BT, headed by Sir Iain Vallance, is the UK's most successful privatised company, employing 128,000 people. One spin-off of the takeover will be that it will take a stake in Rupert Murdoch's media empire News Corporation now held by MCI through a series of joint ventures.
The takeover will dwarf the pounds 9bn takeover of the Wellcome drugs company by Glaxo last year and catapult BT into premier position in the world telecommunications market.
It will create a company with sales of pounds 24bn, 180,000 employees and a stock-market value of pounds 35bn - BT's stock market value is pounds 22.8bn and the takeover values MCI at $21bn (pounds 12.8bn). Such a giant would be capable of competing head-to-head with the giant US telecommunications operator AT&T.
The merger was hatched inthe greatest secrecy, and will be voted on by the boards of BT and MCI over the weekend followed by a formal announced on Monday. The deal represents a coup for BT after the collapse earlier this year of plans to merge with its UK rival Cable & Wireless. That deal would have created another international telecommunications colossus worth pounds 33bn.
The higher valuation of BT indicates that the British company could emerge with a controlling stake of around two-thirds in the combined group. Other reports last night suggested it would buy MCI outright offering a mixture of cash and its own shares.
BT paid $4bn for a 20 per cent stake in MCI in 1993 but since then it had been prevented from increasing its shareholding by US laws which limit foreign ownership of telecommunications companies to 25 per cent. The US telecommunications market has recently been liberalised and deregulated by the Telecommunication Act 1996 allowing much greater freedom in both local and long-distance telephone services.
BT sources said it was this legislation which had enabled it to put together the MCI merger. But a spokesman for the US Federal Communications Commission warned last night that it would take several months to vet and approve the deal.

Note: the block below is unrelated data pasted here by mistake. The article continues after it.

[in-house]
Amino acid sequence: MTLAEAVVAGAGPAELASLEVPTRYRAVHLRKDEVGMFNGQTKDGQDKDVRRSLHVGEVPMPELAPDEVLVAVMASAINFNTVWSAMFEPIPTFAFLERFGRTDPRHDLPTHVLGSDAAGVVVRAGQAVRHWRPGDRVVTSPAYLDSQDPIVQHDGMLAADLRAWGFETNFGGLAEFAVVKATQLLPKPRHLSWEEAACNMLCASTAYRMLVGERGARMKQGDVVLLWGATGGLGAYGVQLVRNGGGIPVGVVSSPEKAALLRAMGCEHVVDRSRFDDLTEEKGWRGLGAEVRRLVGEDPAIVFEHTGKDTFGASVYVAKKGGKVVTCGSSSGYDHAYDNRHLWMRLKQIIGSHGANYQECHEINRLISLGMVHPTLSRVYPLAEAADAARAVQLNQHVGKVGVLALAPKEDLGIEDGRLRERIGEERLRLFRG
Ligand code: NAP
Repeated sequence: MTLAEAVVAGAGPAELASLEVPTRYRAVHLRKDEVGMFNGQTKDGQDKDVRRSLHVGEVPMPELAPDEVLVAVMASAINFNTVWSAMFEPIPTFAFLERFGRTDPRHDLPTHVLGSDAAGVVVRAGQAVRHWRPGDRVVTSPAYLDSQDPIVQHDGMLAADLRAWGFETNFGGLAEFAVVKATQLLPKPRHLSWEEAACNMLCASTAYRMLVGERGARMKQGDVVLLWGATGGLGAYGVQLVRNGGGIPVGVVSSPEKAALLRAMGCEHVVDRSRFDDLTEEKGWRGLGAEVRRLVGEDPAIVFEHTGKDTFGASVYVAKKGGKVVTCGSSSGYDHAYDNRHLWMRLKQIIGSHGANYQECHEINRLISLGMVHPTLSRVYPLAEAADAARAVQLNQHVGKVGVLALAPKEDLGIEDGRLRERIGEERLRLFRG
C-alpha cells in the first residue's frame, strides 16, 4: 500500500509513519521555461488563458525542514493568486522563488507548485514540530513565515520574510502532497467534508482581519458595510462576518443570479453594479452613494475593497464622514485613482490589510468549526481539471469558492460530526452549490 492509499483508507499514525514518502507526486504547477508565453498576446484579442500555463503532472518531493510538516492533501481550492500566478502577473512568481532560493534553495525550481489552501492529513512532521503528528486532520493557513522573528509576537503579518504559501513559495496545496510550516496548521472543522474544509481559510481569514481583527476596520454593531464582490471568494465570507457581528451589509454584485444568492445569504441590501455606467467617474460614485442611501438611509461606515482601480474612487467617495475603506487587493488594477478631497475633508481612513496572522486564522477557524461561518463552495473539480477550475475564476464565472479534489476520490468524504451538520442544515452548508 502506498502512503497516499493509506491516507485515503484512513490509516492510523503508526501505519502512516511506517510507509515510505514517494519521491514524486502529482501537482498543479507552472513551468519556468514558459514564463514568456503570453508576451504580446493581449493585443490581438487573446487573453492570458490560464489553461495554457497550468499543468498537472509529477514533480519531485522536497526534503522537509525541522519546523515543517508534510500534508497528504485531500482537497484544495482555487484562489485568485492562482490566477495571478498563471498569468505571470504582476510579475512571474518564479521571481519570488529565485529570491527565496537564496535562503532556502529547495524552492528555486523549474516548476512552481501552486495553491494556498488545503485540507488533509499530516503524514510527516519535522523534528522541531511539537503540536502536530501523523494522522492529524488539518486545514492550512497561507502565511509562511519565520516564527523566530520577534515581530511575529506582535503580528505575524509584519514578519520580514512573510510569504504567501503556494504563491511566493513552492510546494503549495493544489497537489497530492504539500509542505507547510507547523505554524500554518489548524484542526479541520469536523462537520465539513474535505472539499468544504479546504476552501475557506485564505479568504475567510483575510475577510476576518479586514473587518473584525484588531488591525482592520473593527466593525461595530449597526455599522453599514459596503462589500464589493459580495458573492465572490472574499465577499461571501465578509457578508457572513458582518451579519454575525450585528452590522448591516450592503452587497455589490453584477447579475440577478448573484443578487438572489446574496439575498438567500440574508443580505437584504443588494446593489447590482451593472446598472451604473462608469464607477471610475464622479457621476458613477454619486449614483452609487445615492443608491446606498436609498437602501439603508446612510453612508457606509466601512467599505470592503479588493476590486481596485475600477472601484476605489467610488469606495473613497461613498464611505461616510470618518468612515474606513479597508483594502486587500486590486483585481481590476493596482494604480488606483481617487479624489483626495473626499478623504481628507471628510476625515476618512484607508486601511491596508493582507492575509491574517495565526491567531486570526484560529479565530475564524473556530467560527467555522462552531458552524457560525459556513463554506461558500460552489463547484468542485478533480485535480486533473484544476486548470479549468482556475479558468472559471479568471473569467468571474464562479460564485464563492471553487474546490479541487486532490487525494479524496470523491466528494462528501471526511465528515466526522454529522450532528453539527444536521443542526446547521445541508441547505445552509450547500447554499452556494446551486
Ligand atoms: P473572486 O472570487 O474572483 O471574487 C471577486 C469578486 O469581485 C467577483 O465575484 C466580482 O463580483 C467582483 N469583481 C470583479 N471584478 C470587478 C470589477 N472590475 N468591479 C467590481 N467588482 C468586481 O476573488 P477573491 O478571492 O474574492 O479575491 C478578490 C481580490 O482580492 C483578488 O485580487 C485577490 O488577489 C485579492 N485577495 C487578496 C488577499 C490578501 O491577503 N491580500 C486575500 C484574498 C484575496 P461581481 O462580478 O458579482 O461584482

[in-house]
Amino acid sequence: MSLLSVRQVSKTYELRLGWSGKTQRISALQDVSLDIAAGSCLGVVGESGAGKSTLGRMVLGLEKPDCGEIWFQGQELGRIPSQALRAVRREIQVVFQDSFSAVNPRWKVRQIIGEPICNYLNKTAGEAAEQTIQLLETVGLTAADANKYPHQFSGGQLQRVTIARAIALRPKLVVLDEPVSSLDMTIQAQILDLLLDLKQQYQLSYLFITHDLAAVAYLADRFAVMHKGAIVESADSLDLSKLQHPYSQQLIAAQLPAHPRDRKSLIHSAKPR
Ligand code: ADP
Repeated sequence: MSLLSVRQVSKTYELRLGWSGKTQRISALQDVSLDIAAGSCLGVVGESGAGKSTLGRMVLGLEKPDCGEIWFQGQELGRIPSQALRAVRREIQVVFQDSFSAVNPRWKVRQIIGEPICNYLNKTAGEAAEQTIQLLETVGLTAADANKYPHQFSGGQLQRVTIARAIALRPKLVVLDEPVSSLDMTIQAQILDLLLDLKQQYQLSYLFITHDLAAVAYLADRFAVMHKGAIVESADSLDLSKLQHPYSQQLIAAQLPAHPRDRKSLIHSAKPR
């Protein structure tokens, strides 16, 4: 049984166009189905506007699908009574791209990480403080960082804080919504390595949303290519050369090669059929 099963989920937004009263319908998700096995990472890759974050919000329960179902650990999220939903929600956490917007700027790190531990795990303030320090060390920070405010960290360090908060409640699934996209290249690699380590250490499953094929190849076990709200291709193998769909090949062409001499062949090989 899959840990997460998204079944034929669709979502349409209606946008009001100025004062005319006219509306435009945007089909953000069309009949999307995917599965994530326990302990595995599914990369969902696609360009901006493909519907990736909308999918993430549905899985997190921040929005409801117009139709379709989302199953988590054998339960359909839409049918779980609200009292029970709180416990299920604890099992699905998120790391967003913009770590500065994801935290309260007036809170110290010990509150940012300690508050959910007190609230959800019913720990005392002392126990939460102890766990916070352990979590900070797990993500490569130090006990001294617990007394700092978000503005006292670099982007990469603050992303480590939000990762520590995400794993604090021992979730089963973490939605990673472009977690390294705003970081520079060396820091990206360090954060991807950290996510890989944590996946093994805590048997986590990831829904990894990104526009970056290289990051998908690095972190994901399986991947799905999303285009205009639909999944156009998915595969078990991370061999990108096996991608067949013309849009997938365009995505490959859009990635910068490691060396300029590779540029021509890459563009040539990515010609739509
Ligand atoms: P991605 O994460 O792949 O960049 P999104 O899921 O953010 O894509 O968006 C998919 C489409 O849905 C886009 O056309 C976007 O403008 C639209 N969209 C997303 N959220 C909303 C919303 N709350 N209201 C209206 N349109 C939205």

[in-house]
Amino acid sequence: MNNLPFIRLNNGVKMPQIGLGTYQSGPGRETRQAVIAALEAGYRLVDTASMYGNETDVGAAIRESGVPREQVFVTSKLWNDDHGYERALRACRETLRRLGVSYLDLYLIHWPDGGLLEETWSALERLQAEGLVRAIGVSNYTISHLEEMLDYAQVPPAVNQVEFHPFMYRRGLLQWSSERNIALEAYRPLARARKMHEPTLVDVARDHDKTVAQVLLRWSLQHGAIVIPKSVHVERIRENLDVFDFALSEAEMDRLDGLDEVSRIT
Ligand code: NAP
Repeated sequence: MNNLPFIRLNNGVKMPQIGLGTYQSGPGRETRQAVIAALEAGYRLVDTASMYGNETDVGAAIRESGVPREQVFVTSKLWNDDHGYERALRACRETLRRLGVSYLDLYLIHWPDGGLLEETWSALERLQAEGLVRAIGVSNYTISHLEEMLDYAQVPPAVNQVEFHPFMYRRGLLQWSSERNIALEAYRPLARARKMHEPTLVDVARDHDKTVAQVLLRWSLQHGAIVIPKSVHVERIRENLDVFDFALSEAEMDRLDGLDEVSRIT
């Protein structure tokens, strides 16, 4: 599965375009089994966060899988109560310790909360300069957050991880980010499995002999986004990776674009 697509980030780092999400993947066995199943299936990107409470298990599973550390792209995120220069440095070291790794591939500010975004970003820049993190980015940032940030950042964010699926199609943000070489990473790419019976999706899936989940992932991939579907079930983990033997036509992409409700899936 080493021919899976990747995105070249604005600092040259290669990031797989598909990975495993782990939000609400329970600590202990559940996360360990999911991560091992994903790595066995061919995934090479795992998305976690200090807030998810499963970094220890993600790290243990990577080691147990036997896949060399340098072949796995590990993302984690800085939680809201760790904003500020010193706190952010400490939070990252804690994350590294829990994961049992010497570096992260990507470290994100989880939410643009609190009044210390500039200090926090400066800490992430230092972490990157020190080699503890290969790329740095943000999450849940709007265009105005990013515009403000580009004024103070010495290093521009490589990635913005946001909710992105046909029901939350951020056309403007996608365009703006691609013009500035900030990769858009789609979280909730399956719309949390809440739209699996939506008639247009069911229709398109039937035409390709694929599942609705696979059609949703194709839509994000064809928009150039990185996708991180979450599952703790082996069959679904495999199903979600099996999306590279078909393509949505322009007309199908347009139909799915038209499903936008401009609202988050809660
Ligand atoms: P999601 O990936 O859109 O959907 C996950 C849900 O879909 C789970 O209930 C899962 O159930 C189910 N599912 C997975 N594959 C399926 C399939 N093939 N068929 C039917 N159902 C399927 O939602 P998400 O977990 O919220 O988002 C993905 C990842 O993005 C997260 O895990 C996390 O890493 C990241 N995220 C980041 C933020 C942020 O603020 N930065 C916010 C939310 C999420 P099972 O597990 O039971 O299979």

He also said it would only be permitted if the two companies could demonstrate that US telecommunications operators would have the same access to the UK market that BT and MCI will have in North America.
BT already has joint ventures in France, Germany, Italy, the Netherlands, Spain, Scandinavia and parts of the Far East. But the takeover of MCI will put it on a new plane. One source close to the talks said last night: "If all goes well then BT will leapfrog its rivals to become the world's leading global telecoms operator." All BT's other alliances are already linked up to MCI through a world-wide voice and data network known as Concert.
BT is the biggest telecommunications group in Europe after Germany's Deutsche Telecom. Despite growing competition, it still commands more than 90 per cent of domestic customers and two-thirds of the business market. Last year it made pre-tax profits of pounds 3bn.
Labour's telecommunications spokesman, Geoff Hoon, said: "It is important that BT should develop a global operation because that is the way in which telecommunications is developing." The Department of Trade and Industry said it was too early to say if there could be any regulatory hurdles.
MCI was founded 30 years ago and has grown to become the third biggest long-distance operator in the world and the second biggest in the US after AT&T. Last year it invested $1bn in Mr Murdoch's News Corporation network and agreed to the joint development of a $1.3bn direct broadcast satellite television network.
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